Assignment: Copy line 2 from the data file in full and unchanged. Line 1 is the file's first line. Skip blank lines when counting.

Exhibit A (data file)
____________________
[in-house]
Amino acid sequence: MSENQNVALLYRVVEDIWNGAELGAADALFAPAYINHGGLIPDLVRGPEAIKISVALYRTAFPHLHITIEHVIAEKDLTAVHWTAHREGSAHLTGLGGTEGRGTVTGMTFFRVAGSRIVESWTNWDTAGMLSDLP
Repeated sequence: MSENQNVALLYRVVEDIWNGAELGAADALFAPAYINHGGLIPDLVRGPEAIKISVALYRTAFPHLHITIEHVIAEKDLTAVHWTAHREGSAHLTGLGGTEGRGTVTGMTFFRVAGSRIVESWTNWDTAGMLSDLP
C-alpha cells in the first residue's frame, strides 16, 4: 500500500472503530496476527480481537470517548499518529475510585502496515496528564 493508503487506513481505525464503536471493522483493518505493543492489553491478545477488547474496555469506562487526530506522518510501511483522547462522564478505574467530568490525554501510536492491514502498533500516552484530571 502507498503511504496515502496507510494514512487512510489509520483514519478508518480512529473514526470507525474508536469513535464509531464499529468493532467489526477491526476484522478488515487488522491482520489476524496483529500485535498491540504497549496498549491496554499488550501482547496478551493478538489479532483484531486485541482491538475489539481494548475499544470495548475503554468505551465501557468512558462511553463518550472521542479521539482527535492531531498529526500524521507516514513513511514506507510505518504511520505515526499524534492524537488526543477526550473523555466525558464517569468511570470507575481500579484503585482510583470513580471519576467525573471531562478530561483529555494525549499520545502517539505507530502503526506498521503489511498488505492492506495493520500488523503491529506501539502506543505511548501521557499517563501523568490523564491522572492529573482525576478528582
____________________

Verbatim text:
Amino acid sequence: MSENQNVALLYRVVEDIWNGAELGAADALFAPAYINHGGLIPDLVRGPEAIKISVALYRTAFPHLHITIEHVIAEKDLTAVHWTAHREGSAHLTGLGGTEGRGTVTGMTFFRVAGSRIVESWTNWDTAGMLSDLP